Archaic asylums where patients were tortured, the homes of mass atrocities, and now the homes of deranged poltergeists are not uniquely an America phenomenon.
Some such as those in Australia in fact have histories far exceeding the horrors of Athens Lunatic Asylum. They may have changed its name to Aradale Mental Hospital, and they may have given it a fresh coat of paint, but the spirits within remember the 13,000 patients killed in its walls. Welcome to Ararat Lunatic Asylum…
Built in 1864 while the British still ruled the colonies of Australia, Ararat Lunatic Asylum began as an initiative to cope with the rising number of mentally ill within Victoria.
It’s important to remember that Australia began as a prison colony and that in some regions these policies did not end until the mid-1800s, so it’s quite likely that “lunatic” is interchangeable with “dissident” or other recently freed peoples.
The name itself is even an interesting choice, “Ararat” in the biblical sense is the name of the mountain where Noah’s Ark came to the ground, but it has far reaching occult implications.
Even the CIA had a significant interest in the peak of Mount Ararat, interesting that this would be the original name of arguably the most paranormal location on the continent of Australia.
From the time it was built Ararat Lunatic Asylum was designed to fool the outside world away from the acts being carried out inside the institution. Walls that were trenched on the interior side to provide a twelve foot height, but were level on the exterior side were built around the facility to give the impression that high walls were not in place to imprison its tenants.
At its height, the asylum consisted of 68 buildings and was home to over 2,000 patients and staff, making it a self-sufficient town with little entrance or exit. Even today not much is known about what went on within its walls, just that the corpses kept coming out.
There is however one section known as J Ward that could not be shrouded in secrecy. This is where the most depraved and most dangerous men from all of Australia, and even some sent from England were held.
Housed in the most horrific of conditions under the highest and most brutal of security one would wonder why the tenants of this ward were kept alive in the first place – in respect, it would have been kinder.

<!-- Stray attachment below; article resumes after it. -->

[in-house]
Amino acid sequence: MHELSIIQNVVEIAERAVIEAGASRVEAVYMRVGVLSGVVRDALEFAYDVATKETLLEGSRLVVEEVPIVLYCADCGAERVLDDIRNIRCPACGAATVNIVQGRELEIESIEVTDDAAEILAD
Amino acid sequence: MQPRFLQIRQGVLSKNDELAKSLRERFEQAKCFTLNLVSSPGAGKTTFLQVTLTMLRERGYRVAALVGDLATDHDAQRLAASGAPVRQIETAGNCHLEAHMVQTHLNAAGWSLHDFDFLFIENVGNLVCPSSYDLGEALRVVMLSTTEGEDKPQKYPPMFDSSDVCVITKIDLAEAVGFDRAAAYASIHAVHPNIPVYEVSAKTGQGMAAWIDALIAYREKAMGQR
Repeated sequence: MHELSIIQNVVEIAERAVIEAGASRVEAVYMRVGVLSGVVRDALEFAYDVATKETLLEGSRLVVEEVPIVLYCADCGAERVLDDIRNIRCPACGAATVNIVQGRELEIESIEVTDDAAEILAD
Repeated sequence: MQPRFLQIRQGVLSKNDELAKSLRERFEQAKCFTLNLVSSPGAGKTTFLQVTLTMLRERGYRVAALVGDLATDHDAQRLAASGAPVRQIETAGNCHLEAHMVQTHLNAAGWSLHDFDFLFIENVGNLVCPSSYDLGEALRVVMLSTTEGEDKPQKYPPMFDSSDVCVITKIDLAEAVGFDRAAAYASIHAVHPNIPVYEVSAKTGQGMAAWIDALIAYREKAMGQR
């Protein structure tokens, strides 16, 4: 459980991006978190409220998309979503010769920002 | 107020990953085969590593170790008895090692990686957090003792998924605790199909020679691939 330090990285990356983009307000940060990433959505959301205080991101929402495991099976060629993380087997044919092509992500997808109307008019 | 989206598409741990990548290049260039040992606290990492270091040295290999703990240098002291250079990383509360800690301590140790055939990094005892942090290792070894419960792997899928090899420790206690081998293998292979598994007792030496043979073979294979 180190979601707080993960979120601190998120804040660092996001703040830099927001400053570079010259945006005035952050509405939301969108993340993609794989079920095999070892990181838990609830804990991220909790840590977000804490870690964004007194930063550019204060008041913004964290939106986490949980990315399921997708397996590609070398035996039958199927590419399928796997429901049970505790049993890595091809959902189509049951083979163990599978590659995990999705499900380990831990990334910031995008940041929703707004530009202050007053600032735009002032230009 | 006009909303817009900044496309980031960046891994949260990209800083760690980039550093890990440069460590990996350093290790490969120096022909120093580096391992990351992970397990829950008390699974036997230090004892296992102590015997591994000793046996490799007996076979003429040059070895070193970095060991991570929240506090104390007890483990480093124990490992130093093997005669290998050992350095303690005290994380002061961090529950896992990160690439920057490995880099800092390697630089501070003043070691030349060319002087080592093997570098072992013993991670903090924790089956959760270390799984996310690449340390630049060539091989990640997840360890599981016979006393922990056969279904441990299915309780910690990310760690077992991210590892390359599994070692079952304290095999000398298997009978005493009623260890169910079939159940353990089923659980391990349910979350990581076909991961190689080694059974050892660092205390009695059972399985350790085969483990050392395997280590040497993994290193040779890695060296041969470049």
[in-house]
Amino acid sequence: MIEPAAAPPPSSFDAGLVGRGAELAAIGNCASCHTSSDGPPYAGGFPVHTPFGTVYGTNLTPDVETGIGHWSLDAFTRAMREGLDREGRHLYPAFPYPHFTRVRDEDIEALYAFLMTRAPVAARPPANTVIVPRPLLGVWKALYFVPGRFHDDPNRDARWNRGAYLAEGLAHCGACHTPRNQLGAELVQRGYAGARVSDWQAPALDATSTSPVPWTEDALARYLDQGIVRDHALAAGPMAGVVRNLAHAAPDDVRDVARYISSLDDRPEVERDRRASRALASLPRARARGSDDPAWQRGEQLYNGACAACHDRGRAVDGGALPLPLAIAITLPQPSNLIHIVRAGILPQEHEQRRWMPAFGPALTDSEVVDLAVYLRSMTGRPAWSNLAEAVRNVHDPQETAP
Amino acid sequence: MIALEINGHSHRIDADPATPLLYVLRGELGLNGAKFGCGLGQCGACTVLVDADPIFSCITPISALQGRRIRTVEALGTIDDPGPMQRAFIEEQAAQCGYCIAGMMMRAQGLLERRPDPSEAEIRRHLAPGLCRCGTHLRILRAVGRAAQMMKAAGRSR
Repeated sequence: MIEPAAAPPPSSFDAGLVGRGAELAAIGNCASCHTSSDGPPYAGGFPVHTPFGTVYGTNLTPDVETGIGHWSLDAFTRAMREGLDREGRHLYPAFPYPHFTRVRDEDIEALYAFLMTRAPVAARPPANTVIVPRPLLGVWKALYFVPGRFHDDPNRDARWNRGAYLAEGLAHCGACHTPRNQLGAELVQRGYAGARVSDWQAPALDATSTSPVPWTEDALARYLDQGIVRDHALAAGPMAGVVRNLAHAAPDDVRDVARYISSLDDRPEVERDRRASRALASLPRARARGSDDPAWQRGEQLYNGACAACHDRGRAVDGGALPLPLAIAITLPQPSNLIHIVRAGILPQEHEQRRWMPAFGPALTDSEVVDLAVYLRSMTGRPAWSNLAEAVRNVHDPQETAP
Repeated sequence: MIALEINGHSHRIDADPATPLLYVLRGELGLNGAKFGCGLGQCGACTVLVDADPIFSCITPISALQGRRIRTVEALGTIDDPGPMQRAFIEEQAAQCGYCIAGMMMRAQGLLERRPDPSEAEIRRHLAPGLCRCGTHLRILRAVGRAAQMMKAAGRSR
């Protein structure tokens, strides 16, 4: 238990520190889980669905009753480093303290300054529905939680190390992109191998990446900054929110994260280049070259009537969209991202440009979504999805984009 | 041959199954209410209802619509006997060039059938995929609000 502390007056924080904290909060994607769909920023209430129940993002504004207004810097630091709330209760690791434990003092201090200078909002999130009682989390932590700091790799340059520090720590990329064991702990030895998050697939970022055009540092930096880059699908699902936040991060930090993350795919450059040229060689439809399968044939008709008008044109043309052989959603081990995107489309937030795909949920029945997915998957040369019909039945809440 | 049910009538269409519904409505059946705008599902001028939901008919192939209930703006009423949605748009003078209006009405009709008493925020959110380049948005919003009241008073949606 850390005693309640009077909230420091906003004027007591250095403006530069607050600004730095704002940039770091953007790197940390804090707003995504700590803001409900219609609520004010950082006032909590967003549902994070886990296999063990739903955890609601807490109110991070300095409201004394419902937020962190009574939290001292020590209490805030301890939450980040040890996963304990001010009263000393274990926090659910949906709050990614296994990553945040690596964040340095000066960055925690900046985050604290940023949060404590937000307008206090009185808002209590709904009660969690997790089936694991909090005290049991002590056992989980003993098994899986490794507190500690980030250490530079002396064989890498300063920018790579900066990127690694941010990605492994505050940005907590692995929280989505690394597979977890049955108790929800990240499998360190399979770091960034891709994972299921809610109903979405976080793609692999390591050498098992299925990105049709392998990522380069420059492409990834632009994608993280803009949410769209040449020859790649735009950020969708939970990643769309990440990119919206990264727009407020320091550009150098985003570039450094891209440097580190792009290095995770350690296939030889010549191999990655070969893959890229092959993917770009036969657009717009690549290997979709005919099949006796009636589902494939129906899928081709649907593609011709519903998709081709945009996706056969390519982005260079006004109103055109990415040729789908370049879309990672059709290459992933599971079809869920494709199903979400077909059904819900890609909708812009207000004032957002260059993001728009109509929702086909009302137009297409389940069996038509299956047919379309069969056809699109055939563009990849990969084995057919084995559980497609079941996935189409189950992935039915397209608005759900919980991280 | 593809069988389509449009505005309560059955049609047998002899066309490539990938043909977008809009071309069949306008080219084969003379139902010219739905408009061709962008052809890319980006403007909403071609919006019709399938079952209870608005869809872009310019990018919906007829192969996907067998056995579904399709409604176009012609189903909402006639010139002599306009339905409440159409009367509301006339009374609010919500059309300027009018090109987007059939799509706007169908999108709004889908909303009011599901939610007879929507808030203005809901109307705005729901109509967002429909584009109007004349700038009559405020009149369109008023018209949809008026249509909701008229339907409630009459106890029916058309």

All of that would have been bad enough, but then the authority of the region, the Lunacy Department, did the unthinkable and began including children as young as twelve years old amongst J Ward’s population.
Within the walls of J Ward men of pure evil breathed their last breaths and had their bodies buried in unconsecrated ground in unmarked graves only after their final years of torture.
Their fates were shared with the children that occupied the neighbouring cells. It’s as though somebody was intentionally building a magnet for violent poltergeist activity.
During the closed down facility’s refurbishment in 1997 through 2001 there were numerous accounts amongst the workers of objects moving, banging sounds, whispers, and all the other regular poltergeist activity.
However, the effects the buildings have on those inside are far more concerning. Amongst the workers that would often spend more than 10 hours a day inside Aradale, there were an exceptionally high number of violent outbreaks.
Men that had been friends their whole lives in the surrounding community would find themselves inexplicably at each other’s throats while inside the facility.
Today the whole of the facility is maintained as a museum and is available to the public through tours with the exception of 30 hectares in the North Eastern quadrant that were gifted by the state to NMIT to establish the Australian College of Wine campus along with its vineyards and an olive grove. J Ward is included in the wards reserved as a museum.
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